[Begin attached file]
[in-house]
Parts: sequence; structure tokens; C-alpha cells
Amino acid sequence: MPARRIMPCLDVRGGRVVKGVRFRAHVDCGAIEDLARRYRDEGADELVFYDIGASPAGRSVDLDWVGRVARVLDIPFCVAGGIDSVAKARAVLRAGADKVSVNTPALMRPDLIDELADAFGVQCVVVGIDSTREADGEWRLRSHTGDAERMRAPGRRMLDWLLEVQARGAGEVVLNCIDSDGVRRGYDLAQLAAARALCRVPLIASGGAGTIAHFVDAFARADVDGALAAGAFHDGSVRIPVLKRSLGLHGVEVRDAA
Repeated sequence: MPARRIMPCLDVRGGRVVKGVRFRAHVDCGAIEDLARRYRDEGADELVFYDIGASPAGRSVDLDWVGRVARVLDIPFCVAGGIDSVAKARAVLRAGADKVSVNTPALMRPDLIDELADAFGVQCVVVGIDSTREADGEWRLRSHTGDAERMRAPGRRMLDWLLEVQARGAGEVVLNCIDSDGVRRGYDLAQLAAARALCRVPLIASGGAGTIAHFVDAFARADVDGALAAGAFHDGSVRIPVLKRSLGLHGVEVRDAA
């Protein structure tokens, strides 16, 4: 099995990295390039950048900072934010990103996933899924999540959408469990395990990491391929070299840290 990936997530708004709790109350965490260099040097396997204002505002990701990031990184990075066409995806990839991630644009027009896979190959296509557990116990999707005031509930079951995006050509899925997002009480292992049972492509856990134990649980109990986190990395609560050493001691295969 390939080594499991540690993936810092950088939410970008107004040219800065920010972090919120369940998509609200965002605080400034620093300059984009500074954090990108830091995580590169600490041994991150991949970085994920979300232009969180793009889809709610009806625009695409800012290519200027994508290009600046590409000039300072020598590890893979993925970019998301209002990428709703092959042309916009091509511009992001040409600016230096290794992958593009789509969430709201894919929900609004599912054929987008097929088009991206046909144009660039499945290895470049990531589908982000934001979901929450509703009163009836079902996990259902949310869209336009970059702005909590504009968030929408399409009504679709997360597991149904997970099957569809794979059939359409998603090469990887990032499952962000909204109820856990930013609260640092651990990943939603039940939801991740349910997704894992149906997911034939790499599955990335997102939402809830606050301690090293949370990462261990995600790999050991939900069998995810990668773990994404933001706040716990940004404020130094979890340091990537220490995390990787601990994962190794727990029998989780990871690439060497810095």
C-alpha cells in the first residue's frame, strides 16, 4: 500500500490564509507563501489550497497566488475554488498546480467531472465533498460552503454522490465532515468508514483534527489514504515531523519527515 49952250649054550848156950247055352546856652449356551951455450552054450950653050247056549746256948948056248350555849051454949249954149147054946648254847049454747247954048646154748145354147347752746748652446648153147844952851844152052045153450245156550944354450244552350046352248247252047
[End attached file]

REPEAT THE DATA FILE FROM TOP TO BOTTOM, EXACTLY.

[in-house]
Parts: sequence; structure tokens; C-alpha cells
Amino acid sequence: MPARRIMPCLDVRGGRVVKGVRFRAHVDCGAIEDLARRYRDEGADELVFYDIGASPAGRSVDLDWVGRVARVLDIPFCVAGGIDSVAKARAVLRAGADKVSVNTPALMRPDLIDELADAFGVQCVVVGIDSTREADGEWRLRSHTGDAERMRAPGRRMLDWLLEVQARGAGEVVLNCIDSDGVRRGYDLAQLAAARALCRVPLIASGGAGTIAHFVDAFARADVDGALAAGAFHDGSVRIPVLKRSLGLHGVEVRDAA
Repeated sequence: MPARRIMPCLDVRGGRVVKGVRFRAHVDCGAIEDLARRYRDEGADELVFYDIGASPAGRSVDLDWVGRVARVLDIPFCVAGGIDSVAKARAVLRAGADKVSVNTPALMRPDLIDELADAFGVQCVVVGIDSTREADGEWRLRSHTGDAERMRAPGRRMLDWLLEVQARGAGEVVLNCIDSDGVRRGYDLAQLAAARALCRVPLIASGGAGTIAHFVDAFARADVDGALAAGAFHDGSVRIPVLKRSLGLHGVEVRDAA
């Protein structure tokens, strides 16, 4: 099995990295390039950048900072934010990103996933899924999540959408469990395990990491391929070299840290 990936997530708004709790109350965490260099040097396997204002505002990701990031990184990075066409995806990839991630644009027009896979190959296509557990116990999707005031509930079951995006050509899925997002009480292992049972492509856990134990649980109990986190990395609560050493001691295969 390939080594499991540690993936810092950088939410970008107004040219800065920010972090919120369940998509609200965002605080400034620093300059984009500074954090990108830091995580590169600490041994991150991949970085994920979300232009969180793009889809709610009806625009695409800012290519200027994508290009600046590409000039300072020598590890893979993925970019998301209002990428709703092959042309916009091509511009992001040409600016230096290794992958593009789509969430709201894919929900609004599912054929987008097929088009991206046909144009660039499945290895470049990531589908982000934001979901929450509703009163009836079902996990259902949310869209336009970059702005909590504009968030929408399409009504679709997360597991149904997970099957569809794979059939359409998603090469990887990032499952962000909204109820856990930013609260640092651990990943939603039940939801991740349910997704894992149906997911034939790499599955990335997102939402809830606050301690090293949370990462261990995600790999050991939900069998995810990668773990994404933001706040716990940004404020130094979890340091990537220490995390990787601990994962190794727990029998989780990871690439060497810095």
C-alpha cells in the first residue's frame, strides 16, 4: 500500500490564509507563501489550497497566488475554488498546480467531472465533498460552503454522490465532515468508514483534527489514504515531523519527515 49952250649054550848156950247055352546856652449356551951455450552054450950653050247056549746256948948056248350555849051454949249954149147054946648254847049454747247954048646154748145354147347752746748652446648153147844952851844152052045153450245156550944354450244552350046352248247252047